Non-invasive view into the heart

June 24, 2019

For patients with chest pain and presumably stable coronary heart disease (CHD), therapy depends primarily on how constricted the arteries that support the heart are (coronary arteries). This is often determined using an invasive procedure called cardiac catheterization. If necessary, the pressure in the coronary arteries is also measured. The combination of these methods is the currently the recognized standard for making therapy decisions. Cardiovascular magnetic resonance imaging (MRI) is an alternative for directly measuring the blood flow in the myocardium.

In contrast to cardiac catheterization, MRI is non-invasive, works without ionising radiation, can be done in 40 minutes and delivers direct measurements of the blood flow to the heart. The team headed by Professor Eike Nagel, Director of the Institute for Experimental and Translational Cardio Vascular Imaging at Goethe University was able to demonstrate that MRI measurements are as safe to guide decision-making as the currently used invasive procedure. Within the international MR-INFORM study, they examined 918 patients with an indication for cardiac catheterization to see if decision-making by an MRI scan led to the same results as the current invasive method.

Patients were randomly assigned to two groups. One group received the standard diagnostic investigation with cardiac catheterization and pressure measurement of the coronary arteries. The other had the 40 minute MRI scan of the heart to decide whether to send the patient on for invasive angiography.

In each study arm, constricted coronary vessels were dilated when indicated by the examination. In the following year, the physicians documented how many patients died, suffered a heart attack or required a repeated vascular dilation. In addition, they recorded whether the heart symptoms continued.

The result: in the group of patients examined by MRI, less than half required a diagnostic cardiac catheterization and fewer patients received a vascular dilation (36% vs 45 %). This means that with a fast and non-invasive MRI examination as the first test, both diagnostic and therapeutic cardiac catheterizations can be reduced. Importantly, the two groups did not differ in terms of continuing symptoms, the development of new symptoms, complications, or deaths.

"This means that patients with stable chest pains who previously would have received cardiac catheterization can alternatively be examined with MRI," concludes Professor Eike Nagel. "The results for the patients are just as good, but an examination by MRI has many advantages: the procedure takes about 40 minutes, patients merely receive a small cannula in their arm and are not subject to radiation." The physician hopes that the less invasive method will now be used as a method of first choice, reducing the need for cardiac catheterizations.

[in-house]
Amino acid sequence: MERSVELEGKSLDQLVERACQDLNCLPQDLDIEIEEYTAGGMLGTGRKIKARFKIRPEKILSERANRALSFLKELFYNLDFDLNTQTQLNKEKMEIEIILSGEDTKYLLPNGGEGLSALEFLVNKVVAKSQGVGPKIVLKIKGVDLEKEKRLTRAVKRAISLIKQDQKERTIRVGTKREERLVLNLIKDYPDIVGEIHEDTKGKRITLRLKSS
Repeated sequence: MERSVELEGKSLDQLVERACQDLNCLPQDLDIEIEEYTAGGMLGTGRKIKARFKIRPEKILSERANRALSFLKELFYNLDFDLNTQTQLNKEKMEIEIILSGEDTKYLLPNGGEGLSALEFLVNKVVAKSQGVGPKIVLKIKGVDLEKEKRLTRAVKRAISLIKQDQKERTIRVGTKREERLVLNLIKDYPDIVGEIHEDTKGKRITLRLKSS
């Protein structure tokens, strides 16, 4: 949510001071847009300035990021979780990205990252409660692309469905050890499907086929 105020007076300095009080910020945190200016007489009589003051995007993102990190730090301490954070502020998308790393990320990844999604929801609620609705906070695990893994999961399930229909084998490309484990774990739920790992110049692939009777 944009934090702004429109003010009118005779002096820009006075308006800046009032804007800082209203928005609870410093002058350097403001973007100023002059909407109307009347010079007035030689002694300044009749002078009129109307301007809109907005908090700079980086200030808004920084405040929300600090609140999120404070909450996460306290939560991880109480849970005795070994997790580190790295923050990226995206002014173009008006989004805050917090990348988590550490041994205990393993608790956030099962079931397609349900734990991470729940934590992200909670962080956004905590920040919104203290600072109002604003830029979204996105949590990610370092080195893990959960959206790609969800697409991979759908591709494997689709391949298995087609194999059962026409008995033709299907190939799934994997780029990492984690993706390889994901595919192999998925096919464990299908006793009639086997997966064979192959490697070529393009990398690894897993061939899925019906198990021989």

In contrast to Great Britain, where an MRI scan of the heart is paid for by the National Health Service (NHS), reimbursement is often difficult in Germany and usually has to be negotiated individually. In this regard, Nagel also hopes that the study will contribute to the acceptance of the non-invasive procedure and improve its availability.
-end-
Financial support was provided primarily by the British National Institute of Health Research (NIHR) via the Biomedical Research Centre (BRC) at Guy's & St. Thomas' Hospital, the German Centre for Cardiovascular Research (DZHK) and the company Bayer AG Deutschland.

A picture can be downloaded here: http://www.uni-frankfurt.de/78920068

Caption: Measuring blood flow in the myocardium with magnet resonance imaging (top). The dark area in the myocardium (arrows) shows a pronounced reduction of blood flow. The cardiac catheterization of the same patient (bottom) shows a clear constriction of the artery.

Credit: Eike Nagel, Goethe University

Publikation: Magnetic Resonance Perfusion or Fractional Flow Reserve in Coronary Disease